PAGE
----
Scientists from the Technical University of Munich analyzed 56 IT companies and compared official and actual data on the release of carbon dioxide into the atmosphere. The results show that firms, on average, are silent about half of their CO2 production. Details of the study appeared in the journal Nature Communications.
According to the GHG Protocol, the international standard for measuring CO2, there are three categories of carbon dioxide emissions. When working on this study, scientists focused on one of them – emissions that occur when a product moves along a cost chain. These include shipping, product distribution, and employee business travel. As stated in other studies, waste gases in this category account for 80% of the total CO2 produced. But according to 2013 data, US companies reported only 25% of this type of emissions.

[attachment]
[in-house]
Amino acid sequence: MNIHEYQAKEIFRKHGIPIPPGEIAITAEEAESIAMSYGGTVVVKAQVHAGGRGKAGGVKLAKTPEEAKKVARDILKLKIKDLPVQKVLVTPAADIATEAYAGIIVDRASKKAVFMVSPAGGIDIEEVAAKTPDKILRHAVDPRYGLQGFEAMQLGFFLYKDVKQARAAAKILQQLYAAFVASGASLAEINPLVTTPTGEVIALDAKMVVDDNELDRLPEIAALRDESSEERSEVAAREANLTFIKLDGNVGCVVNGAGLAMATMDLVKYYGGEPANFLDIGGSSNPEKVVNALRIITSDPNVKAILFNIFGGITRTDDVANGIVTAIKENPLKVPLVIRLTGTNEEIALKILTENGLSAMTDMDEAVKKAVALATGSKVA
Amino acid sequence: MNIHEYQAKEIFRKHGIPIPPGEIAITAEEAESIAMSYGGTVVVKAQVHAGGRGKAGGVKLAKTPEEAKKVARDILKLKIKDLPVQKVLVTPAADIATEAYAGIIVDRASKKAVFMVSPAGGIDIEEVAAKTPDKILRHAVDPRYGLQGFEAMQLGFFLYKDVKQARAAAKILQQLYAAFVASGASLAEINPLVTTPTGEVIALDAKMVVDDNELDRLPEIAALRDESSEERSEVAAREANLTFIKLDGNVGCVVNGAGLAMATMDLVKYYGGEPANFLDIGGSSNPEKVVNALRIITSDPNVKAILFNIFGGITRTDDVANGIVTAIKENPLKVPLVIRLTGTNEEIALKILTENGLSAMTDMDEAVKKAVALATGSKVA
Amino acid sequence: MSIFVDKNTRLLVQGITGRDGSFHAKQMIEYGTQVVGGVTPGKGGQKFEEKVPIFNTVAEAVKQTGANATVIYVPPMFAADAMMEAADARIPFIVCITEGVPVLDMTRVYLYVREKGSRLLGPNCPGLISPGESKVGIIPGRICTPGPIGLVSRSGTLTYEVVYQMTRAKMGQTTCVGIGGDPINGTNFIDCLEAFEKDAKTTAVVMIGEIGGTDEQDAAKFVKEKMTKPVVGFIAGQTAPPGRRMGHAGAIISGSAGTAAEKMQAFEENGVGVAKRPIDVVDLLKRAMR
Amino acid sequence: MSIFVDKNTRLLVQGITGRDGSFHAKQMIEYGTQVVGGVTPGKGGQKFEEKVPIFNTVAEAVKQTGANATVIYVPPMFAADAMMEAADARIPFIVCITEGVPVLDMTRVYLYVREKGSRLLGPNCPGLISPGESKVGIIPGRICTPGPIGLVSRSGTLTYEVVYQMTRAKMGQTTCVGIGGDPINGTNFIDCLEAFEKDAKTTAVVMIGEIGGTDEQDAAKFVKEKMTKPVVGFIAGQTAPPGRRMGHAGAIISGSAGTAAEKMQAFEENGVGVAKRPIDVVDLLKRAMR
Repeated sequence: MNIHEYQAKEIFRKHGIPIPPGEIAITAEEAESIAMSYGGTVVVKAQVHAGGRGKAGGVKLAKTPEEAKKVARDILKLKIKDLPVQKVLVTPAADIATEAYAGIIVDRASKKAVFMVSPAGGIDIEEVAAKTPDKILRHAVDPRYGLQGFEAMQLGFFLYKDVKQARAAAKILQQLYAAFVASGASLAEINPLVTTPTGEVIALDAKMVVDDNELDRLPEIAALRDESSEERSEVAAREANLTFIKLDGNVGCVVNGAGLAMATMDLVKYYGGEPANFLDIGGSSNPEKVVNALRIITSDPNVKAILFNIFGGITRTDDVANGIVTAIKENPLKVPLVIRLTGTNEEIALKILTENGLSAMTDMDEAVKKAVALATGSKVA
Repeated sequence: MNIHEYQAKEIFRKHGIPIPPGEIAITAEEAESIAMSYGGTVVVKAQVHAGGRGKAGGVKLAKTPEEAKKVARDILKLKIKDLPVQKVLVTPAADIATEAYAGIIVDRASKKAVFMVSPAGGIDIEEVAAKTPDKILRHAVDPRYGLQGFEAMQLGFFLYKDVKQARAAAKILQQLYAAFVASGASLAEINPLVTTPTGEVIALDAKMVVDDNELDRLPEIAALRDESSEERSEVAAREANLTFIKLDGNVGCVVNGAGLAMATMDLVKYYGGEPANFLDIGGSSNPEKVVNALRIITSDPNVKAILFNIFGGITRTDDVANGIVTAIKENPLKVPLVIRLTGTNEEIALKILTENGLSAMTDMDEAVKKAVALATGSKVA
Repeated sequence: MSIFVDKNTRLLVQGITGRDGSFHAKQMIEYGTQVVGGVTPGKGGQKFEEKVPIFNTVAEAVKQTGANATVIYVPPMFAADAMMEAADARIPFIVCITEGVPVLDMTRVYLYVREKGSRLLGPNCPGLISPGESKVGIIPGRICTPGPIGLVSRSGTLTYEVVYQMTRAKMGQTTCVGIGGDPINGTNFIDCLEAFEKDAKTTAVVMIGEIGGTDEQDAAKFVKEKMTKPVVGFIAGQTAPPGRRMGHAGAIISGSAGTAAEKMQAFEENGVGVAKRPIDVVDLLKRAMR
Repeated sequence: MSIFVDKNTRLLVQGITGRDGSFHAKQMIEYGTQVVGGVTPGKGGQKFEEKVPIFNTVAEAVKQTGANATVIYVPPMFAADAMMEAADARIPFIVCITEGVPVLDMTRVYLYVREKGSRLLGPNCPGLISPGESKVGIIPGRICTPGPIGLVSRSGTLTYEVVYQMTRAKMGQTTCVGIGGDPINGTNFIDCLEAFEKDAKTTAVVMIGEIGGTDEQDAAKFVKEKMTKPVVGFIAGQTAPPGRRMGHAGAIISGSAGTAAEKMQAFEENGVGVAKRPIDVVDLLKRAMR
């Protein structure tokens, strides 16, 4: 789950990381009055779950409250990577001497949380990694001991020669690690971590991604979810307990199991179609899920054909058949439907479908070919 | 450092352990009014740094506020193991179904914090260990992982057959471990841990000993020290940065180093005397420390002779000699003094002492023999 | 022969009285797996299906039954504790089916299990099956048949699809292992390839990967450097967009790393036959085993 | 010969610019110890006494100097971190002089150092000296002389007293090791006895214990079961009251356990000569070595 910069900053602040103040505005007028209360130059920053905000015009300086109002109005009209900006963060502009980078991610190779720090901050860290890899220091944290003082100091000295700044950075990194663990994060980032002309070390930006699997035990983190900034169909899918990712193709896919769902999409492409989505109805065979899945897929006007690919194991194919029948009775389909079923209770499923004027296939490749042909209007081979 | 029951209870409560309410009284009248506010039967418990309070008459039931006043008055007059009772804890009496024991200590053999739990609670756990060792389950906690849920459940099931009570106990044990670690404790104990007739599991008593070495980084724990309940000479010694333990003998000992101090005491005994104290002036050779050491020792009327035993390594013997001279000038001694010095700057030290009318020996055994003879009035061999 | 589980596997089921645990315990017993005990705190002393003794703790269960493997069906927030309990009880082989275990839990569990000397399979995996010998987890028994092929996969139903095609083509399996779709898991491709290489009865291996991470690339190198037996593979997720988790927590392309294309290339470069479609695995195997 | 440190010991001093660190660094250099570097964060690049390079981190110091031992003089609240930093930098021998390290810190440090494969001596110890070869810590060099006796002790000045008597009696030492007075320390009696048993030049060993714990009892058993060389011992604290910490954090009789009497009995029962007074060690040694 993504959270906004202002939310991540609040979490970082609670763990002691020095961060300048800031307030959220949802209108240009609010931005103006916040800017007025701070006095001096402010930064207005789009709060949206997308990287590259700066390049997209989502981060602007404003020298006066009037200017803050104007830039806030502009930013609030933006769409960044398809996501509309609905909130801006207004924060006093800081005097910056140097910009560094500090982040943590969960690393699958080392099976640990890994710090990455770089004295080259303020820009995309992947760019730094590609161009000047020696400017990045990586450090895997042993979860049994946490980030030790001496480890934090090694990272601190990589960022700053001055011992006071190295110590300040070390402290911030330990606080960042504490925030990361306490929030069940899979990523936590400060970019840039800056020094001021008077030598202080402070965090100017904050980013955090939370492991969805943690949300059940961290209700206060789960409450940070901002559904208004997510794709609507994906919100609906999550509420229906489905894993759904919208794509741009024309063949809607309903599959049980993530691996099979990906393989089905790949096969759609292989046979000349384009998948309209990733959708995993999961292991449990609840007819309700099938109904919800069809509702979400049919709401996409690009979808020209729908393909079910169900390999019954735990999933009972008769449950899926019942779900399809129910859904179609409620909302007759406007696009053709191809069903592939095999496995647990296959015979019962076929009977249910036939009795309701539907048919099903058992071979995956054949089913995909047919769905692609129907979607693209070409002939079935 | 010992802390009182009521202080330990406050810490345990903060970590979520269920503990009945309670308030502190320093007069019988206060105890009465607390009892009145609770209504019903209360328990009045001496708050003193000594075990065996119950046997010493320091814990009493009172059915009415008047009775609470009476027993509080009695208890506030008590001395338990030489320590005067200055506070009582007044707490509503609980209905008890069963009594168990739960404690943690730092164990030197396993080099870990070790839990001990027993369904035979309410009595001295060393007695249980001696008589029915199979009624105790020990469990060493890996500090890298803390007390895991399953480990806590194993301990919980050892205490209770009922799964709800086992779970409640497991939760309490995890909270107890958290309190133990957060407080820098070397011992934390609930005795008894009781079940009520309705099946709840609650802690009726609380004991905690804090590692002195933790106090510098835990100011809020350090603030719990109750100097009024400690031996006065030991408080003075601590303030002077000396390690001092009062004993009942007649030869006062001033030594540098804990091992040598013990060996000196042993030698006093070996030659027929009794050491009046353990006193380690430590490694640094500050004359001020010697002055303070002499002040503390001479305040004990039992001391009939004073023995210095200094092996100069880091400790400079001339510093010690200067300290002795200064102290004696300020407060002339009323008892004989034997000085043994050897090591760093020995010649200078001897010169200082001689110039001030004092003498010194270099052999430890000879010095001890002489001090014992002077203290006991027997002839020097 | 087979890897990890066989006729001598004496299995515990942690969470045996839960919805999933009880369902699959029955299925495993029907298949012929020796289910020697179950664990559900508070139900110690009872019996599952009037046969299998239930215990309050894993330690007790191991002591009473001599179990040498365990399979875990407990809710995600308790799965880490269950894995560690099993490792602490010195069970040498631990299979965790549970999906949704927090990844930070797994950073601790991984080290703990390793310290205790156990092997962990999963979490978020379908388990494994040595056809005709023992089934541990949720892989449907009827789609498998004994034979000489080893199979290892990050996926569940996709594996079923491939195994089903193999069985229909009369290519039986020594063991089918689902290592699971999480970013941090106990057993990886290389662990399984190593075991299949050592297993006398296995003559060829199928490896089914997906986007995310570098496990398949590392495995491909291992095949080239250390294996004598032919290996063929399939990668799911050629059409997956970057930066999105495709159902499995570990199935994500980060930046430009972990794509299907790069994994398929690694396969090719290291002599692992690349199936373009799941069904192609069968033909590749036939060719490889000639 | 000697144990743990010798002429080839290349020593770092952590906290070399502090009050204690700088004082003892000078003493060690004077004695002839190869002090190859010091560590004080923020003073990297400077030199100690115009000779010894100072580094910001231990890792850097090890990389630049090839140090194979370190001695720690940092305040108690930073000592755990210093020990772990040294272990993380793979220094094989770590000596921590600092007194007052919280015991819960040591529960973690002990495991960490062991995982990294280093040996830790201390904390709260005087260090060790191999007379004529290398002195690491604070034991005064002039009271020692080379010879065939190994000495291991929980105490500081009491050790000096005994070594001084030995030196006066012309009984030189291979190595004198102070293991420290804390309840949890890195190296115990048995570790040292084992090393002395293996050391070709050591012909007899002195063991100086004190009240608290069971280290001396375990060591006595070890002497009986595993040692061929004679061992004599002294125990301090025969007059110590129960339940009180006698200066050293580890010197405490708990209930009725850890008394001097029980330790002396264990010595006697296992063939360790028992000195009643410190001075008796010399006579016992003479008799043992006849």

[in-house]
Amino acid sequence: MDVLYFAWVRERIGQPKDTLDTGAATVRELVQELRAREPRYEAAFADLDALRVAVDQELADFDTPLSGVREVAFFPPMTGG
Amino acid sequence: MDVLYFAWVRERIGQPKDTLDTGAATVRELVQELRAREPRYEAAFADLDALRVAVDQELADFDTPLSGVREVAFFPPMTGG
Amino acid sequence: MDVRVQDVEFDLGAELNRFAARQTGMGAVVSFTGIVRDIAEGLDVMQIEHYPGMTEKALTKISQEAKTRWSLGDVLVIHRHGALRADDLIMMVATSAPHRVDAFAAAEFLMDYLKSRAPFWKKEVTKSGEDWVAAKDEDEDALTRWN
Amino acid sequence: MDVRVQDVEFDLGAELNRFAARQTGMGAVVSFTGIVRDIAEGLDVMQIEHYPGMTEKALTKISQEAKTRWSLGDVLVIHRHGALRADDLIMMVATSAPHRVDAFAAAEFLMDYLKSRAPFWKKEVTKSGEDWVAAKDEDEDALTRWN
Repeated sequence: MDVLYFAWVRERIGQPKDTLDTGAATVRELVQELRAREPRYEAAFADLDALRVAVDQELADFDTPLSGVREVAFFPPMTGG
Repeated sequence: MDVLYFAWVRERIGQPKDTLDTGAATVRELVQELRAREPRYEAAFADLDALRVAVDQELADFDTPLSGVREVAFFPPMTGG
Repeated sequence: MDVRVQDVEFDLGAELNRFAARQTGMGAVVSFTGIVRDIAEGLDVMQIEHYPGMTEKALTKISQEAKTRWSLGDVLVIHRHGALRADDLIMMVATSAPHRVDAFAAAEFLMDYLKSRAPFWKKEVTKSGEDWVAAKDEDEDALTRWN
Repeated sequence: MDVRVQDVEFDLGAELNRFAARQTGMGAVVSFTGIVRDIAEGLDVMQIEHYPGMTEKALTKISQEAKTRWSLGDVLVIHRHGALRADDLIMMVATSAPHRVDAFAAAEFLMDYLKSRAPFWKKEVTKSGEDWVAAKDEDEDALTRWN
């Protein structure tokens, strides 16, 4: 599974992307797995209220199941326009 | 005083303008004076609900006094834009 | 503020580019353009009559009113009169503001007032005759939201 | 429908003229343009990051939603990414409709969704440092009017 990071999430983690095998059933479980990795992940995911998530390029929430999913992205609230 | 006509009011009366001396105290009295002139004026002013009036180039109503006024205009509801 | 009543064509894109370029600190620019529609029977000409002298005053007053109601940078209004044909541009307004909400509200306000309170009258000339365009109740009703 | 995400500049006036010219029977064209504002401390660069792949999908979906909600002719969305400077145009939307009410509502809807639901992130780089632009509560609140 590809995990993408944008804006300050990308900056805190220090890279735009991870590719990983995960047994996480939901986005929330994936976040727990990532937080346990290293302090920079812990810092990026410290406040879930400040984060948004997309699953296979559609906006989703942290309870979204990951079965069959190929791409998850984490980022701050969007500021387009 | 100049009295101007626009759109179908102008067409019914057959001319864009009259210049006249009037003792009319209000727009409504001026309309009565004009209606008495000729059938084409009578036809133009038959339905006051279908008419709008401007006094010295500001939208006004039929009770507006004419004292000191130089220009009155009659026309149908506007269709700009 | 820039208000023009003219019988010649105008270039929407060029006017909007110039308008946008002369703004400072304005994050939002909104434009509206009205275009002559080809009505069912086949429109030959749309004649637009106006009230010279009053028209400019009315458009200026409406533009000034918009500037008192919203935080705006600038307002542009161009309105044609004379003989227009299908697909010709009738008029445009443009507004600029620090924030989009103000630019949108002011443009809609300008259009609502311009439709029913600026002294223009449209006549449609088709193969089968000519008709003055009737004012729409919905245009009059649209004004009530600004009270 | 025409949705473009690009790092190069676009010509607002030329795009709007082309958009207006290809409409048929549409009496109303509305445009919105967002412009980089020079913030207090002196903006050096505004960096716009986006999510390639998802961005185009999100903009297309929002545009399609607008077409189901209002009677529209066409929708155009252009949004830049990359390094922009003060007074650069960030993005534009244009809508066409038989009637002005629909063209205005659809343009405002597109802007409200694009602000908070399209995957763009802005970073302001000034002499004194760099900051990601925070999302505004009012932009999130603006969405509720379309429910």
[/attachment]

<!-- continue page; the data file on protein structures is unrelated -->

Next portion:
The scientists took the data for the study from the reports of the Carbon Disclosure Project. The project is conducting questionnaires in which companies can voluntarily indicate the amount of CO2 emitted. The reports were then brought into line with the waste measurement standards outlined in the Global Greenhouse Gas Protocol. Finally, they were compared with the official figures cited by corporations.
As it became known from the results, such IT giants as Alphabet or IBM, take into account only part of the waste of the third category or do not enter them into statistics. The total difference between the indicated volume and the actual was about 390 megatons of CO2 per year. This is because many companies are not required to publish accurate information on carbon emissions.